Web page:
Apalachicola has been called the oyster capital of the world with good reason. The Apalachicola River empties into the Gulf of Mexico creating one of the cleanest estuaries in America. This is the environment oysters need to live and grow on the floor of the bay. They need the right mix of salt and fresh water.
For centuries as evidenced by shell mounds, oysters have thrived here. But these days the river is low. Two rivers originate to the north in Georgia and Alabama and combine to form the Apalachicola River, the largest waterway in the Florida Panhandle. Much of the river’s waters are used by the population of the city of Atlanta and by agriculture in Georgia. Life in the bay is threatened; oysters are diminishing. Oysters are available here but to a lesser degree than a few years ago.
A significant portion of people living in Franklin County depends on the health of the oyster business. Harvesting oysters is hard work whether shucking oysters, or scraping oysters with a long rake off the floor of the bay or working in another capacity. The average hourly wage in the county is seven dollars and thirty-seven cents. It’s hard to know what the future holds for harvesting and eating oysters in the area. It seems likely the previous plenty of oysters will not be part of life here again unless some radical changes in water use occur. A strong flow of fresh water in the Apalachicola River is required for healthy oysters.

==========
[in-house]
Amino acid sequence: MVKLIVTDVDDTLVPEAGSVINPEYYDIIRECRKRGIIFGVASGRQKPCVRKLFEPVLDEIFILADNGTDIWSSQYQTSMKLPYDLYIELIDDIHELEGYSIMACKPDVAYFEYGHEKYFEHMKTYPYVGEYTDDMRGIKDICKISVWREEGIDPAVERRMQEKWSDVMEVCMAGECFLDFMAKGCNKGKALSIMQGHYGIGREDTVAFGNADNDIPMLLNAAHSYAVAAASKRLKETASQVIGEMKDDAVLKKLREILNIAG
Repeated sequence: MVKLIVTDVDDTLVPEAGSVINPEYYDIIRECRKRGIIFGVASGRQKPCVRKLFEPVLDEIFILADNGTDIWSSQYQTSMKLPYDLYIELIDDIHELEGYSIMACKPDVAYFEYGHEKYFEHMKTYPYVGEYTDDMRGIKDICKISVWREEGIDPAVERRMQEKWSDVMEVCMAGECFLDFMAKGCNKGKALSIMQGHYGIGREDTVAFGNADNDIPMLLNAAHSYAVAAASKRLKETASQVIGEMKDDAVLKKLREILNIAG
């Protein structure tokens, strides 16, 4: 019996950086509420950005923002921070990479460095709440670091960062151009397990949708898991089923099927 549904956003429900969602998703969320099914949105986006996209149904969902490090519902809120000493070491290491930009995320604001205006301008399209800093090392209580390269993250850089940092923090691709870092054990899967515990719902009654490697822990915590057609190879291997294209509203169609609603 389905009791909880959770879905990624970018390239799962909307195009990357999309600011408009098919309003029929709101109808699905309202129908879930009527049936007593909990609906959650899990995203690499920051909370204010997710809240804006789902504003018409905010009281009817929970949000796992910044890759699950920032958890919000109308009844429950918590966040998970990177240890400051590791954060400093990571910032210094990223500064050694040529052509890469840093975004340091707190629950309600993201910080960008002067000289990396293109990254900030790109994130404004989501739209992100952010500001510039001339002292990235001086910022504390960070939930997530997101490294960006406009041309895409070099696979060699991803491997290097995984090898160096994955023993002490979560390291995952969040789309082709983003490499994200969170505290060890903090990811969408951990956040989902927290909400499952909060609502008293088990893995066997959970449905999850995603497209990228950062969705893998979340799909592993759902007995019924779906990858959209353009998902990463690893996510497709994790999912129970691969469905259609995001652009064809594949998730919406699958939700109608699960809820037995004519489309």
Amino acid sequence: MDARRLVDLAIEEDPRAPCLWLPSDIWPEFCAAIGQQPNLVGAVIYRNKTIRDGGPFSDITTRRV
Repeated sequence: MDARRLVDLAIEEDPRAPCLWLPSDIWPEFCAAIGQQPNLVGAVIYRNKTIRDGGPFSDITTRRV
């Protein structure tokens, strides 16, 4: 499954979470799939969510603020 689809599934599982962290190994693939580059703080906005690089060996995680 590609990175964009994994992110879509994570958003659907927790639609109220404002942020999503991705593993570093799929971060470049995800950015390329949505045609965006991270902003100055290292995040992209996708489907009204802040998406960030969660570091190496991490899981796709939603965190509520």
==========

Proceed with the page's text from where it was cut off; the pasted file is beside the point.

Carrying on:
Tourists come to this largely rural region at least in part to enjoy eating shellfish. I’m one of them. Oysters here are plump and sweet. And they are fresh. Those bought yesterday by members of our family and cooked in the evening were sold from a refrigerated trailer right on St. George Island, and brought in that morning or the day before by local fishermen. Those fishing companies still active are selling in nearby small towns, five or seven miles away. They also load refrigerated trucks to take oysters and other gifts from the gulf to Tampa, Jacksonville, or even Chicago.
Broiled Seafood Platter
Here’s the easy recipe for the home cooked oysters, scallops and shrimp.
Saute shallots, garlic, Old bay and red pepper flakes in olive oil. Toss seafood in the sauce, season with salt and pepper or other seasoning of your choice. Spread the seafood on flat cooking sheets. Broil three to five minutes or until the seafood is cooked to your taste.
Wow! What a treat!
We served our seafood with roasted asparagus, tossed garden salad, and clam chowder, made from clams gathered by a local seafood company at Alligator Point. Condiments at our table included hot sauce and prepared horseradish.
Thanks to an essay by Susan Cerulean “Robbing the River” in her new book Coming To Pass: Florida’s Coastal Islands in A Gulf of Change for the background information in this post.
If you would like this clam chowder recipe, prepared for a vegetarian diet, comment with your request and I will send it to you.